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A GLOBAL energy boss who is involved in the £1.3 billion city deal for the Swansea Bay City Region has asked the UK and Welsh Governments to hand over their contributions three times as quickly as has been agreed.

Ed Tomp, the general manager of Valero UK, said he asked representatives from both Governments if they could pay their £241 million city deal share over five rather than 15 years.

Councils, health boards and universities have been warned they must stump up their £50,000 share of funding to run the £1.3 billion city deal.

Two of the eight public sector organisations have not coughed up their latest annual £50,000 payment, it emerged at a meeting.

Andrew Davies, the chairman of one of the two in question – Swansea Bay University Health Board – said the health board had not been able to trace the original invoice.

Carmarthenshire Council’s head of finance, Chris Moore, said it would have been sent in March, and offered to supply a new one to Mr Davies.

The other organisation not to pay its £50,000 share was not named at the Swansea Bay City Region joint committee meeting.

Joint committeee chairman Rob Stewart said: “I would expect all partners to pay their contributions.

“It is an important priciple of being a member of this committee.”

The budget for running the city deal in 2019-2020 is £1.1 million, the majority of which will go on staff and associated costs.

Other elements of the budget include marketing and advertising costs (£125,000), and food and meeting expenses of the joint scrutiny committee (£20,000).

Mr Tomp, who is chairman of the city deal’s economic strategy board, said: “They were sympathetic, but not very sympathetic.”

He said he felt the 15-year spread of £241 million created risk for the 11 public-private projects which have been agreed for Swansea, Neath Port Talbot, Carmarthenshire and Pembrokeshire.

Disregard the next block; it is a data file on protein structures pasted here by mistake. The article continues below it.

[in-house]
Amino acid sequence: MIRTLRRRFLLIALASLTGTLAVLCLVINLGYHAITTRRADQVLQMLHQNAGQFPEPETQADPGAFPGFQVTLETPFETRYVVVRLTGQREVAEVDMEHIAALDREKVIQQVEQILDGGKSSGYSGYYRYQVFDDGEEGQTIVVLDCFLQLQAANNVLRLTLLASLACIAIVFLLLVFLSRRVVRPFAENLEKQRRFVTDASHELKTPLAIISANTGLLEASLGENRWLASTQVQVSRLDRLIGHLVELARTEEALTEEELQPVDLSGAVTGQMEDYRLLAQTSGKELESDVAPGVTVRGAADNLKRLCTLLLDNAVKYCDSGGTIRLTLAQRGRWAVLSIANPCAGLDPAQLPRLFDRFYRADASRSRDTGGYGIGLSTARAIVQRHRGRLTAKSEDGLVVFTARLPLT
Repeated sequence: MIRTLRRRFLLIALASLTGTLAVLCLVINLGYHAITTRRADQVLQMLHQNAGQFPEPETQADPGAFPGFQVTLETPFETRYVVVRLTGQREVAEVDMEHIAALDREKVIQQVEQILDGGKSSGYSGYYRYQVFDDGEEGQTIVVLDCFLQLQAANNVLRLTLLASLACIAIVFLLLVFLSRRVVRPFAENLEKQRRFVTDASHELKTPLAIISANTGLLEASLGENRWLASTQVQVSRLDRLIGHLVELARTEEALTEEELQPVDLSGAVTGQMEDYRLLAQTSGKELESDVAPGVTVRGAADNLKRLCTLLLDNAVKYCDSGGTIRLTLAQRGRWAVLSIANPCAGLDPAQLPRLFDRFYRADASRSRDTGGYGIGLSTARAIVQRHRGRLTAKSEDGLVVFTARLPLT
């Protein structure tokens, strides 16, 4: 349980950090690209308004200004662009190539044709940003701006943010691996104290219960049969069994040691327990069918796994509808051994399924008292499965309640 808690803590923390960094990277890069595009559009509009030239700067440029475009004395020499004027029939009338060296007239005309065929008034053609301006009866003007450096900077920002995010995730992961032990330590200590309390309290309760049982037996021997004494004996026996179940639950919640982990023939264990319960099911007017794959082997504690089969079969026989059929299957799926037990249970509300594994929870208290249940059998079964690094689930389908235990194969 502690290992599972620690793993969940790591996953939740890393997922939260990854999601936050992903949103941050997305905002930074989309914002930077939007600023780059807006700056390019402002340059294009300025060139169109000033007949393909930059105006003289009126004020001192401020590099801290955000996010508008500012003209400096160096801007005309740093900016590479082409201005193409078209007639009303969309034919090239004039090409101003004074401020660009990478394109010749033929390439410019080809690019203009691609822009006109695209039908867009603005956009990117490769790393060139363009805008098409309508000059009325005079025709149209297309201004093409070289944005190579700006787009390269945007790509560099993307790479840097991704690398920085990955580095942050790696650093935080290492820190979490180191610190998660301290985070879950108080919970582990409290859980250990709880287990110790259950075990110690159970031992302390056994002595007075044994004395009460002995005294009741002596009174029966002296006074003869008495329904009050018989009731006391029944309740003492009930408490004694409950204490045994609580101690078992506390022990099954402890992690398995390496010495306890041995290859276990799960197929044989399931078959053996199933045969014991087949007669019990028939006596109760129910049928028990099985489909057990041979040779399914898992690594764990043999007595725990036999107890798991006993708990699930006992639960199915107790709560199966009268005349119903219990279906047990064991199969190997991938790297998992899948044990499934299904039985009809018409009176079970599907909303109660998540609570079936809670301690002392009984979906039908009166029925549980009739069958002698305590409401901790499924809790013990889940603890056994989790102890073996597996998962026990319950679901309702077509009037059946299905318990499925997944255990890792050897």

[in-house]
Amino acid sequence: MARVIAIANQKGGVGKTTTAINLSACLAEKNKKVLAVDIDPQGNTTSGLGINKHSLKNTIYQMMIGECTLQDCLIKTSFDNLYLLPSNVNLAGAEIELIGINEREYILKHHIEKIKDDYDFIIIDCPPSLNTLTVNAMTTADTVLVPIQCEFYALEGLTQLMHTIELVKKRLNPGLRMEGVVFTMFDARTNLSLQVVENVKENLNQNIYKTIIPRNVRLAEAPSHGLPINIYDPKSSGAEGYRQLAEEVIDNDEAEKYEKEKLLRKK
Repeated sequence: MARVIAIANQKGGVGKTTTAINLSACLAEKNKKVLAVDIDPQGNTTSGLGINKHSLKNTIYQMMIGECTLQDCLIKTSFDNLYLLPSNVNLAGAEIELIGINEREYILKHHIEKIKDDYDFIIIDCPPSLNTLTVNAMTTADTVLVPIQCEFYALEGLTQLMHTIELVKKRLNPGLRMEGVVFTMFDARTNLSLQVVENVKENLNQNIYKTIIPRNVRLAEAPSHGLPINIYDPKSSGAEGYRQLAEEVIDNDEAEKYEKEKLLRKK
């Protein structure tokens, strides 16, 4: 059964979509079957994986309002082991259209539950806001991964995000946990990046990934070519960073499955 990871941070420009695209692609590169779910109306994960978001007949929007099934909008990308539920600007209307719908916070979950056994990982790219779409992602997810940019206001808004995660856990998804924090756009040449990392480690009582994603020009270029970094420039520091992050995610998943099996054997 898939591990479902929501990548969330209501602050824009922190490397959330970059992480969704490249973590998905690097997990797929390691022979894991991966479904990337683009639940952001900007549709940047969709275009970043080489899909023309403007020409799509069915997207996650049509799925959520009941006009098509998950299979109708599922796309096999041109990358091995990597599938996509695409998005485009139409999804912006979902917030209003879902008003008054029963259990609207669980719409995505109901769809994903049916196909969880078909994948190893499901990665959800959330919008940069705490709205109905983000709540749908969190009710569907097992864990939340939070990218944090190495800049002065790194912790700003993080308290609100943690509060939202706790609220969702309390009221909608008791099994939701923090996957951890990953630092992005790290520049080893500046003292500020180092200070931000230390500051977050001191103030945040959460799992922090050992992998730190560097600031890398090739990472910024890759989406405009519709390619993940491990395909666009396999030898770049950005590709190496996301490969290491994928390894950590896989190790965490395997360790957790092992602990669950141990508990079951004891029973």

Mr Tomp said the Government representatives were worried about setting a precedent if the funding period was changed.

Addressing colleagues at a meeting of the city deal’s ruling joint committee, Mr Tomp said the five-year funding proposal was one of four recommendations the economic strategy board had come up with.

The other recommendations called on the two Governments to release funding for the first two city deal projects immediately “to restore confidence” among all stakeholders; to arrange workshops for project teams to better understand the process of developing business cases to the required level; and to allow project teams to alter or even replace projects.

Mr Tomp said the first two of these recommendations were “positively received” by the Government representatives, and that they were “quite open” to the one about project flexibility.

He added: “I thought they were generally receptive and generally supportive.”

The proposals were the result of meetings or conversations with the four councils and some other public sector partners, and align with recommendations from separate reviews of the city deal, which critics argue has made little tangible progress more than two years after its heads of terms were signed by Theresa May and former First Minister Carwyn Jones.

City deal funding will also come from the private sector (£637 million) and the regional public sector (£396 million), although one of the councils – Neath Port Talbot – is reviewing its three projects.

Joint committee chairman Rob Stewart said he also favoured accelerated funding from Government.

“I think that discussion is not done yet,” he said.

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